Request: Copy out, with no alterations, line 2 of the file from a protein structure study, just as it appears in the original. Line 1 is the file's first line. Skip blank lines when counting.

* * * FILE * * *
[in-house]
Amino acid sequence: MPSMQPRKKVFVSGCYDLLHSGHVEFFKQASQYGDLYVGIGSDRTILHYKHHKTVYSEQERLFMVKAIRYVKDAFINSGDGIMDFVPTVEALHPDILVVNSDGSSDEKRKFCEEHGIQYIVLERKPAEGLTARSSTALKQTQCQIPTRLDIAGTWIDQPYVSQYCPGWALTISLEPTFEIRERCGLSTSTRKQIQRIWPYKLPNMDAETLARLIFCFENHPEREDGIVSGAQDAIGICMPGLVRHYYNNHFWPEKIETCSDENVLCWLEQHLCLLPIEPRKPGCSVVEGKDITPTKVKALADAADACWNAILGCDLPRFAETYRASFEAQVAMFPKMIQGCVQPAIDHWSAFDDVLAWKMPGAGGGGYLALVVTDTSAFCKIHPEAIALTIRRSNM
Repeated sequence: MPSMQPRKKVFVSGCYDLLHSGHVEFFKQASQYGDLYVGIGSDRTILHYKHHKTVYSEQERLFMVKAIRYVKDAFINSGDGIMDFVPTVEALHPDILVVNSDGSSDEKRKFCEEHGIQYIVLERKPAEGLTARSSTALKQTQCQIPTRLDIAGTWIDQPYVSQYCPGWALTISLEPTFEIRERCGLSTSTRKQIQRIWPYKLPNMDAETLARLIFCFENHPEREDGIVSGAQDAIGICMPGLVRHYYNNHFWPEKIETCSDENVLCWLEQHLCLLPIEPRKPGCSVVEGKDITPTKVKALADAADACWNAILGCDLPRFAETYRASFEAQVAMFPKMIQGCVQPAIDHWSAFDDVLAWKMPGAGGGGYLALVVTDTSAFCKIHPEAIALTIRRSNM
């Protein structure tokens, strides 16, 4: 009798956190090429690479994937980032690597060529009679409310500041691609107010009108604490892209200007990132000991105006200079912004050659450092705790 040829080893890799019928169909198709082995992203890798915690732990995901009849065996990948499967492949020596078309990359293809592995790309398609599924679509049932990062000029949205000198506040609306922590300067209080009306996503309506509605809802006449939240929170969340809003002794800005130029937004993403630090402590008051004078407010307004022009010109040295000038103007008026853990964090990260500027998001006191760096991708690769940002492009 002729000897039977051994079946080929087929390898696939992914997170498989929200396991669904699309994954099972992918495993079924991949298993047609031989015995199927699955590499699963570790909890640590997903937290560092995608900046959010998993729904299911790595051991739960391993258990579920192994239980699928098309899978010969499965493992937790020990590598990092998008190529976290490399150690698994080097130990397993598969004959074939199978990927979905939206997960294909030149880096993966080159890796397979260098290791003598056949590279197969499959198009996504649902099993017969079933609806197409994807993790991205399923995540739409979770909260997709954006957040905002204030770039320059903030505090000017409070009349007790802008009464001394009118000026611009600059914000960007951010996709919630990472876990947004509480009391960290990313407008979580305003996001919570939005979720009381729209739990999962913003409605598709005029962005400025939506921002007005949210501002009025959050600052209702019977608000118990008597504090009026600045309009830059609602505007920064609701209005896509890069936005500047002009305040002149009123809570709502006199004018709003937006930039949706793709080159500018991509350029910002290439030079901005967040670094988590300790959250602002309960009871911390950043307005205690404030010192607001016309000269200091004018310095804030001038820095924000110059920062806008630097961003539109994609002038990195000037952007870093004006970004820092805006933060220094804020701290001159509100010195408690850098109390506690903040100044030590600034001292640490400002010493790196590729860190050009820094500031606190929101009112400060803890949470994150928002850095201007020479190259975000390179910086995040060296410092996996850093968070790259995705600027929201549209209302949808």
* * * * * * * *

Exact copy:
Amino acid sequence: MPSMQPRKKVFVSGCYDLLHSGHVEFFKQASQYGDLYVGIGSDRTILHYKHHKTVYSEQERLFMVKAIRYVKDAFINSGDGIMDFVPTVEALHPDILVVNSDGSSDEKRKFCEEHGIQYIVLERKPAEGLTARSSTALKQTQCQIPTRLDIAGTWIDQPYVSQYCPGWALTISLEPTFEIRERCGLSTSTRKQIQRIWPYKLPNMDAETLARLIFCFENHPEREDGIVSGAQDAIGICMPGLVRHYYNNHFWPEKIETCSDENVLCWLEQHLCLLPIEPRKPGCSVVEGKDITPTKVKALADAADACWNAILGCDLPRFAETYRASFEAQVAMFPKMIQGCVQPAIDHWSAFDDVLAWKMPGAGGGGYLALVVTDTSAFCKIHPEAIALTIRRSNM